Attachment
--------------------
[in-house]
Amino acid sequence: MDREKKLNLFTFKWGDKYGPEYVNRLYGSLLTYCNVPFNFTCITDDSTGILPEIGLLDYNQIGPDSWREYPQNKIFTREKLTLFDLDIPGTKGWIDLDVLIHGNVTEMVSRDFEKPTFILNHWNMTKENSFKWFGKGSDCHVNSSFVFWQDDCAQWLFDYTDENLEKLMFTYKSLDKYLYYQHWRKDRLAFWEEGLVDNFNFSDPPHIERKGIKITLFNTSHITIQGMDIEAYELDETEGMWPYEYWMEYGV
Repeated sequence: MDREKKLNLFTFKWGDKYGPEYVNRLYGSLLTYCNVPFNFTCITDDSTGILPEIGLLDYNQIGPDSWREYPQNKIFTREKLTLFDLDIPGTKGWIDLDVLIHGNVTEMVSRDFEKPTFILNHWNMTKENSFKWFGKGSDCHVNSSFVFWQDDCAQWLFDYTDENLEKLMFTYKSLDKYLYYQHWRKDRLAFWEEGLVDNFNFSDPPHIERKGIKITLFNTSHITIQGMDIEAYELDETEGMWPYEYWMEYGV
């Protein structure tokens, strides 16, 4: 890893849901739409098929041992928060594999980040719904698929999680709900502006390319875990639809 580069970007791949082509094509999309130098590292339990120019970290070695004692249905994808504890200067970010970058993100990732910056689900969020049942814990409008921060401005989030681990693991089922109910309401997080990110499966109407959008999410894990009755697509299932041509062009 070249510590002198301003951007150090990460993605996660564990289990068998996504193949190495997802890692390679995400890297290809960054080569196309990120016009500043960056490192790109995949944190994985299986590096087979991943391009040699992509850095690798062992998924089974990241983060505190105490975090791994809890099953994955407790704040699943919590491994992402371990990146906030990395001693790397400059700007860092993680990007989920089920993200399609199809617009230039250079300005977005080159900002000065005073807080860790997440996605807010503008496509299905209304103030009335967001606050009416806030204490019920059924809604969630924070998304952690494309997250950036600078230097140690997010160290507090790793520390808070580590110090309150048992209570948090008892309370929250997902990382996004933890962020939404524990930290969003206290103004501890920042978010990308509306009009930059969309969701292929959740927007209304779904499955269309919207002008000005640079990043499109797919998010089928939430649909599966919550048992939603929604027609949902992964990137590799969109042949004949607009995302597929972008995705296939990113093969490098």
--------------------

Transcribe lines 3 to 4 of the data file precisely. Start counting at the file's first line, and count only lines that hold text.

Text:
Repeated sequence: MDREKKLNLFTFKWGDKYGPEYVNRLYGSLLTYCNVPFNFTCITDDSTGILPEIGLLDYNQIGPDSWREYPQNKIFTREKLTLFDLDIPGTKGWIDLDVLIHGNVTEMVSRDFEKPTFILNHWNMTKENSFKWFGKGSDCHVNSSFVFWQDDCAQWLFDYTDENLEKLMFTYKSLDKYLYYQHWRKDRLAFWEEGLVDNFNFSDPPHIERKGIKITLFNTSHITIQGMDIEAYELDETEGMWPYEYWMEYGV
């Protein structure tokens, strides 16, 4: 890893849901739409098929041992928060594999980040719904698929999680709900502006390319875990639809 580069970007791949082509094509999309130098590292339990120019970290070695004692249905994808504890200067970010970058993100990732910056689900969020049942814990409008921060401005989030681990693991089922109910309401997080990110499966109407959008999410894990009755697509299932041509062009 070249510590002198301003951007150090990460993605996660564990289990068998996504193949190495997802890692390679995400890297290809960054080569196309990120016009500043960056490192790109995949944190994985299986590096087979991943391009040699992509850095690798062992998924089974990241983060505190105490975090791994809890099953994955407790704040699943919590491994992402371990990146906030990395001693790397400059700007860092993680990007989920089920993200399609199809617009230039250079300005977005080159900002000065005073807080860790997440996605807010503008496509299905209304103030009335967001606050009416806030204490019920059924809604969630924070998304952690494309997250950036600078230097140690997010160290507090790793520390808070580590110090309150048992209570948090008892309370929250997902990382996004933890962020939404524990930290969003206290103004501890920042978010990308509306009009930059969309969701292929959740927007209304779904499955269309919207002008000005640079990043499109797919998010089928939430649909599966919550048992939603929604027609949902992964990137590799969109042949004949607009995302597929972008995705296939990113093969490098």